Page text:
Sea shipping GHG goals 'disheartening' - environmentalists

International Maritime Organisation's target of 10% cut in GHG emissions by 2030 slammed, amid claims of conflicts of interest

​​​​​​​Top-level talks to tackle greenhouse gas (GHG) emissions in the maritime transport industry have been slammed by environmentalists as “disheartening” and “tepid”.

The 80th session of the Marine Environment Protection Committee (MEPC) – which opened on July 3 and ends today (July 7) – is being held at the London HQ of the International Maritime Organisation (IMO). 

The talks are focused on the adoption by the IMO of an upgraded greenhouse gas strategy, and involve delegates from 175 shipping countries, who are looking to set a timeline for decarbonising their industry.

It has now emerged that the IMO has set a revised target of a 10% reduction of GHG by 2030, with the earliest measures to achieve this not being put in place until 2027. 

IMO's new GHG target 'disheartening'

"It's difficult not to be disheartened by the outcome of this week's IMO talks,” says Diane Gilpin, Founder and CEO of Smart Green Shipping, a company that is unlocking wind power for the shipping industry.

“Science tells us that anything less than 36% emissions reductions by 2030 and 96% by 2040 will be detrimental to keeping global warming below 1.5 degrees. 

Gilpin points out that emissions in the shipping industry have consistently risen since the first UN climate conference held back in 1979, and adds that shipping is now responsible for 3% of emissions globally. 

She says: “The industry has been calling for a level playing field and clarity through regulation but it's simply not happening because there are so many conflicts of interest.

Fossil fuels drive 40% of sea shipping trade

“The fact 40% of shipping trade is fossil fuels speaks for itself. We do not have the time to wait for regulation or alternative fuels to catch up. We need to move with urgency and work with what we have. Wind is the obvious solution – it's abundant, freely available, saves costs and drives down emissions. 

“The technologies already exist and it's positive to see ship operators starting to harness them to future proof their assets. Those that act now stand to reap significant financial and reputational benefits."

The IMO’s revised GHG target was also slammed by the lobby group, Say No to LNG

LNG stands for liquefied natural gas, and it is the transition fuel of choice for marine stakeholders as the world moves towards net-zero emissions.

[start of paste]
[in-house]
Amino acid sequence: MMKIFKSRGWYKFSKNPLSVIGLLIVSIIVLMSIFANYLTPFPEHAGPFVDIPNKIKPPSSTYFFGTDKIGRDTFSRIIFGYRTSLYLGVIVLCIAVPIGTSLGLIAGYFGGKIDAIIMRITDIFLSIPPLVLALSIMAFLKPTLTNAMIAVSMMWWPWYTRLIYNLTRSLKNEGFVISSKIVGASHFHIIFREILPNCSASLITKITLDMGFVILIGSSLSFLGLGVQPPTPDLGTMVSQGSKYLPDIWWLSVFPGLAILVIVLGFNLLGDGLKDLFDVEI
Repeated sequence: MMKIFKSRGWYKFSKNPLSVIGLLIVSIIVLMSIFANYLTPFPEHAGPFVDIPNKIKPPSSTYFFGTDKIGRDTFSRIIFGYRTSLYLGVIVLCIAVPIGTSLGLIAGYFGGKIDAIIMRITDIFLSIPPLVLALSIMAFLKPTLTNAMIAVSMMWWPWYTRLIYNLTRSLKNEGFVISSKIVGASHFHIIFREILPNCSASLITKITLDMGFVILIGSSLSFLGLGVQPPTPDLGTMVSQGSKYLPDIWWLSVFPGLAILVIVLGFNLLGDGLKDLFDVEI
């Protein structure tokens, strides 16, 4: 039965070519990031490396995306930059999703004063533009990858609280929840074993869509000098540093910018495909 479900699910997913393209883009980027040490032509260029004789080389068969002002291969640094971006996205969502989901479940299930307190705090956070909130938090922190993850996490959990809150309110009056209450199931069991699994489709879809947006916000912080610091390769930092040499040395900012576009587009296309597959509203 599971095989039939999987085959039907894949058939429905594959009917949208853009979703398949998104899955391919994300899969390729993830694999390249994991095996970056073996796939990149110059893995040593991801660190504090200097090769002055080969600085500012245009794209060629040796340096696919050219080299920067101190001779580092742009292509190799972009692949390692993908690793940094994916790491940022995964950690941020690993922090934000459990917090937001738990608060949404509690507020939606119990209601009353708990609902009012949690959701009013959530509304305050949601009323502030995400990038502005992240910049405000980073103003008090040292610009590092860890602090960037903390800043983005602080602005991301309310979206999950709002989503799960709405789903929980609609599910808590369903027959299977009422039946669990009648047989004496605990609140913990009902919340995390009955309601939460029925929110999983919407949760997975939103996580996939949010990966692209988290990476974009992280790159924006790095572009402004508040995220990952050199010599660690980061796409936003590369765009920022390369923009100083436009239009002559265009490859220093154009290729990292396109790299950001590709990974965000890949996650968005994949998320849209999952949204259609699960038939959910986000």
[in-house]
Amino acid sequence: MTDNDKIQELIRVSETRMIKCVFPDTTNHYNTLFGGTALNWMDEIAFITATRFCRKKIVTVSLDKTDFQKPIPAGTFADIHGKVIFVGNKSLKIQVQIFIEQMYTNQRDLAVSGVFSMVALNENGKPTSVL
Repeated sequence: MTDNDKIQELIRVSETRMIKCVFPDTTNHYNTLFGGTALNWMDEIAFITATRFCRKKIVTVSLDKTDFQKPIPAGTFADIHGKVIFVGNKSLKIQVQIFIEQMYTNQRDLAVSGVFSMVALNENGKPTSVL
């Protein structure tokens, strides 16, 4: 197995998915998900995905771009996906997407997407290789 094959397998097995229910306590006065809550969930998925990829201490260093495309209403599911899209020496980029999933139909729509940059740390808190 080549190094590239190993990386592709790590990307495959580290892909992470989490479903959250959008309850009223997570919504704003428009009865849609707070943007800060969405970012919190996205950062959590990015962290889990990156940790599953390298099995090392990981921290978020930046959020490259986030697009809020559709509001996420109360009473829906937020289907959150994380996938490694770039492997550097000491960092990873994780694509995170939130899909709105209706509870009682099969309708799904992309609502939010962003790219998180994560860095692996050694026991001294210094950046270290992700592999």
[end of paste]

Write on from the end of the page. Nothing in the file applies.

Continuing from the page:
Say No to LNG Campaign Director Elissama Menezes said of the talks that “an alarming lack of urgency pervades the room”.

She added: “In the face of raging fires, extreme weather, and widespread health crises, the stakes could not be higher, and the time for decisive action is now. 

IMO GHS targets 'fall short of what's needed'

“Yet the IMO appears detached from this urgent reality. While the world burns, their tepid response falls significantly short of what is necessary. We demand more than mere rhetoric. 

“We demand bold, unwavering commitment to enact robust regulations encompassing all greenhouse gas emissions, including the potent climate pollutant, methane.”

The IMO is a specialised agency of the United Nations, and is responsible for regulating shipping. The MEPC, meanwhile, addresses environmental issues under IMO’s remit, including GHG emissions from ships.

The shipping industry has come under growing pressure to dramatically curb planet-warming emissions.

An estimated 90% of the products and goods the world consumes travel by ship, and today’s vessels frequently burn highly polluting heavy fuel-oils –  also known as residual fuels – that have a high sulphur content. These contribute as much as 3% of the world's global carbon dioxide emissions , which is roughly the same volume of CO2 in a single year as Germany produces. 

This could grow by as much as half again by the middle of this century if strong action isn't taken, experts warn. Despite all this, maritime shipping is the biggest global sector without a goal for cutting emissions to net zero -- until this week's IMO London talks.

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